- 57% of them consider that telecommuting rhymes with increased working hours.
Even better: a study commissioned by the General Directorate of Companies (part of the Ministry of Economy) objectively shows that teleworking allows an average productivity gain of 22% among employees.
The autonomy that collaborative work requires therefore reflects on the spirit of initiative and sense of responsibility of most employees, who are thus more involved! Use it to reawaken this spirit within your teams while remaining vigilant with those who don’t join in.
Implementing a “new generation” project management system
Collaborative work, above all, radically changes the rules of the project management game. It’s now becoming possible in digital workplaces and on enterprise social networks to have access in a clear and simple way—and in real time—to all the exchanges and documents related to a given project.
Need information from a colleague who’s working remotely? While you can’t abolish time zones, videoconferencing, chat and other instant messaging tools can remove distances and boundaries in one click!
Collaborative project management solutions (whether in Kanban format, a Gantt chart or even a simple to-do list) no longer separate strategy from operations. They provide a real-time global view of a project and the progress of associated tasks and integrate planning, monitoring and analysis tools.
Information sharing is clear and uniform, project stakeholders can react quickly to any contingency; project management is thus simplified and more efficient!
Improving the employee’s work/life balance
Collaborative work, particularly at a distance, is also in pole position on a major challenge: managing the employee’s work-life balance. Working regularly from home, thanks to collaborative tools, makes it possible to:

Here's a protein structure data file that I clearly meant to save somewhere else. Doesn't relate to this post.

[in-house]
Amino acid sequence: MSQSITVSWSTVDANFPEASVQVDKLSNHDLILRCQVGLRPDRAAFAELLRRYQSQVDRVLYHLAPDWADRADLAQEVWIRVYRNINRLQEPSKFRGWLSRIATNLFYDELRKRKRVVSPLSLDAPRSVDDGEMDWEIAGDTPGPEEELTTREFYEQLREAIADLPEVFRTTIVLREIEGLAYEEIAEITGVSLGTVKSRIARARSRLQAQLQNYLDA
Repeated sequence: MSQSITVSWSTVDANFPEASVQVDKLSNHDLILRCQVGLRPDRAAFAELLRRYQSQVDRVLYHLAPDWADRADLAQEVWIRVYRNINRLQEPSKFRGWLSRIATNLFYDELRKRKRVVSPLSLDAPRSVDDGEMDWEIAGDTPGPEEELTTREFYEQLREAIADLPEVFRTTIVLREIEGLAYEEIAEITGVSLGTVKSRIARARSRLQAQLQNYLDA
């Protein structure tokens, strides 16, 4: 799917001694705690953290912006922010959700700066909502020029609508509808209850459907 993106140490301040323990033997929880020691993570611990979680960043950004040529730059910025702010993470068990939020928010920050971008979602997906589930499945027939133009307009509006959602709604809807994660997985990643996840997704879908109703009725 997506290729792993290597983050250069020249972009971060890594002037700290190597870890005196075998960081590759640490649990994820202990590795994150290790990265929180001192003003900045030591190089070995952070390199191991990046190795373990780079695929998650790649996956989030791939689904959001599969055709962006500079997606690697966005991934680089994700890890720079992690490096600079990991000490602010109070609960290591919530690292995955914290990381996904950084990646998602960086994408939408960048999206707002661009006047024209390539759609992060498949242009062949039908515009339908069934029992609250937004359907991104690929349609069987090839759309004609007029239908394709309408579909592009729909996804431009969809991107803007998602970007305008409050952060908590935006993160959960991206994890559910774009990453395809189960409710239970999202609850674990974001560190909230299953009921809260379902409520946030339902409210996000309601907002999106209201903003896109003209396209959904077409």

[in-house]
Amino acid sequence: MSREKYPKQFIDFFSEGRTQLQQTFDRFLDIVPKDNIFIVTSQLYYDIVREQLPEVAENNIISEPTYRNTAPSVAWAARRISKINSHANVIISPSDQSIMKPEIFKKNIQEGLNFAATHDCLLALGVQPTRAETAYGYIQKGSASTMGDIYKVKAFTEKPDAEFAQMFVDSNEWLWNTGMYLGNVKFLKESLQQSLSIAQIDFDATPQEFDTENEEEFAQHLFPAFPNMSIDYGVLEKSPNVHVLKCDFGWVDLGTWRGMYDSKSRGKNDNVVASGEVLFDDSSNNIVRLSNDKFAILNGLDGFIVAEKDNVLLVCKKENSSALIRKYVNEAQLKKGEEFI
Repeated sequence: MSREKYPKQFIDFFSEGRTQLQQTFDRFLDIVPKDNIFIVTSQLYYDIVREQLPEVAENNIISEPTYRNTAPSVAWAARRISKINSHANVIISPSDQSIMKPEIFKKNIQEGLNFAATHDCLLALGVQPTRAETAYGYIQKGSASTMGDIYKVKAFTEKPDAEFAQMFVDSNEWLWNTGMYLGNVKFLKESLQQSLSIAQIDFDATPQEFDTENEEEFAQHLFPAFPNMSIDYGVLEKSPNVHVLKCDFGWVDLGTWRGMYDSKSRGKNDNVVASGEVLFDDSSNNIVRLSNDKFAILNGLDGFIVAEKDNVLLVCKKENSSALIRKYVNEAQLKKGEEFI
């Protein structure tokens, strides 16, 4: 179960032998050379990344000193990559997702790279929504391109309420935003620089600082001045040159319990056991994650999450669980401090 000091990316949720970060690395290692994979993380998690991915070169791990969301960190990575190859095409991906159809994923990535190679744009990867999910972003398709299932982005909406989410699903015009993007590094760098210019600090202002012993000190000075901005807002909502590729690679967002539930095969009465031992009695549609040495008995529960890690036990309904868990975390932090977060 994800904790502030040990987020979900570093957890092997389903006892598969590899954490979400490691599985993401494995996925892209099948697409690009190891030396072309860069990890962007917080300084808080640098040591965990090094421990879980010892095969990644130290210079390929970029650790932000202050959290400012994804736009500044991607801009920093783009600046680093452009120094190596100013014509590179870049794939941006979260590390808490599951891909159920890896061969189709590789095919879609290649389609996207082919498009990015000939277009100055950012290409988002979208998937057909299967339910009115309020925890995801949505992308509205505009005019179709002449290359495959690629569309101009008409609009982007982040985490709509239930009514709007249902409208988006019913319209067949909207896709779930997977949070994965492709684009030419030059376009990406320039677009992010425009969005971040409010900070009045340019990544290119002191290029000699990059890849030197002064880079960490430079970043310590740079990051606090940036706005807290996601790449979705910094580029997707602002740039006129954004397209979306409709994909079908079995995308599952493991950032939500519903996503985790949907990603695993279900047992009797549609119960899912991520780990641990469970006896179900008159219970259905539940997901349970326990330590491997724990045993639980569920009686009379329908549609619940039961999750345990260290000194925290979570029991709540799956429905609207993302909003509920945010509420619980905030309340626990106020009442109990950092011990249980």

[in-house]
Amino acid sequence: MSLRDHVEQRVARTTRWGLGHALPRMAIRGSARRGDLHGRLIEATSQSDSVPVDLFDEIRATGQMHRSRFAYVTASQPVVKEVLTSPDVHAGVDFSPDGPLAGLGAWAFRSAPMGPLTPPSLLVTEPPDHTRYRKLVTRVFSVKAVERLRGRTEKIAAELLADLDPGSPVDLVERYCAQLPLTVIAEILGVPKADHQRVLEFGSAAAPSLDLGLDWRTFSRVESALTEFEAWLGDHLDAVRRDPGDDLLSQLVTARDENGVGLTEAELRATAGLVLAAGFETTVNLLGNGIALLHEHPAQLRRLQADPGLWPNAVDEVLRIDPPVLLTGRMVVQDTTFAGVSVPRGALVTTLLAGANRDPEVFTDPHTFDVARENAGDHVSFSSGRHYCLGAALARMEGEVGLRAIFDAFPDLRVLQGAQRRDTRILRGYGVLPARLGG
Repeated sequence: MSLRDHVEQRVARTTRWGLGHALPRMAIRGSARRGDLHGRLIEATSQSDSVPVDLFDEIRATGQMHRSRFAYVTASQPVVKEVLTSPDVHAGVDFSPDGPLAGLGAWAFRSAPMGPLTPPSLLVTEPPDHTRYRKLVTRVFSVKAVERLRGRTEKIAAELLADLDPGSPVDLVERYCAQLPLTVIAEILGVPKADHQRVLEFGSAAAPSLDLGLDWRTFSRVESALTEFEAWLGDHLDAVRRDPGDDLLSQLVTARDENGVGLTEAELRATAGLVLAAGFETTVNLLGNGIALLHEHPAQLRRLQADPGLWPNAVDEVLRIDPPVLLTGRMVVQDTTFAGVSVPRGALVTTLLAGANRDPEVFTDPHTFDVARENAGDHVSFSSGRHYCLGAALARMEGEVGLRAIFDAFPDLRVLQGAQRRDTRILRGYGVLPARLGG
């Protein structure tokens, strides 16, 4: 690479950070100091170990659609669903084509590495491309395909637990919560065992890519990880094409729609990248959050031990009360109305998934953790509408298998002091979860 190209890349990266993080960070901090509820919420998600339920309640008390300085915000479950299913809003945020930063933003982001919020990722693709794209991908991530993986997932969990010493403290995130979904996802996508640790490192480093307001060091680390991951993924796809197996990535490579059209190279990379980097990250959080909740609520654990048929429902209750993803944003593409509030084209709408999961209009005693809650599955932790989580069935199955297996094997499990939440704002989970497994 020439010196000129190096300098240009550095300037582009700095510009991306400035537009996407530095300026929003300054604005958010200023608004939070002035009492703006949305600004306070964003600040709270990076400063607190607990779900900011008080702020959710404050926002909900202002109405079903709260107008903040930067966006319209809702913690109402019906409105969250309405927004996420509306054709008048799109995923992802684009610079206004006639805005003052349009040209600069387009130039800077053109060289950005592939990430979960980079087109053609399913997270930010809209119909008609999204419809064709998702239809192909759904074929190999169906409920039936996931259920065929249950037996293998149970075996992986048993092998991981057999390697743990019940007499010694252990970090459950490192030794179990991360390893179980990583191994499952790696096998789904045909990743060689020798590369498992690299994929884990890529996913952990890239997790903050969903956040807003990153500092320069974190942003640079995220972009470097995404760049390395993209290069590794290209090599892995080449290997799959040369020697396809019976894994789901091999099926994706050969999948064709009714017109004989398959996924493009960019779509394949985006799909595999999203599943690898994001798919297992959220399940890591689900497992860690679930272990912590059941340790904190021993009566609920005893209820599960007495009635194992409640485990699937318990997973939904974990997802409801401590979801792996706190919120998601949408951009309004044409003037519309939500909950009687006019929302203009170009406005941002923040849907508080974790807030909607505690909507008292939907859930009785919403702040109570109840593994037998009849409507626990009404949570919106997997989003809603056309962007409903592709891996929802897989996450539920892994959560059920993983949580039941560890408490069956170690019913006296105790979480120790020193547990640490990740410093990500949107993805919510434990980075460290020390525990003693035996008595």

- reduce transportation dependence and thus time spent, stress, fatigue, not to mention pollution!
- perform some personal tasks before starting the day, at lunch time, or during a short break (e.g., throwing or hanging out laundry, or going to the pharmacy)
- gain flexibility to ensure attendance when children return from school
- reduce the length of the day and therefore the mental load of the personal to-do list
Your collaborators are human beings whose professional and personal facets are inseparable, even if we would sometimes prefer to believe otherwise. By allowing them to combine their two lives, you help them to reconcile their obligations. They’ll be happier personally—and also grateful. Happy employees are more motivated and productive, so the company has everything to gain—as long as the employees join in on the game!
In short, collaborative work is much more than a fad.
It’s at the confluence of all the “modern” challenges of the work world. Fewer emails, greater mobility, gains in productivity, simplified project management and a better work-life balance: collaborative work provides answers to each of these challenges.
And you, where are you at with the implementation of collaborative work in your company?
Authors: Paul Maubareyt, Benoît Renoul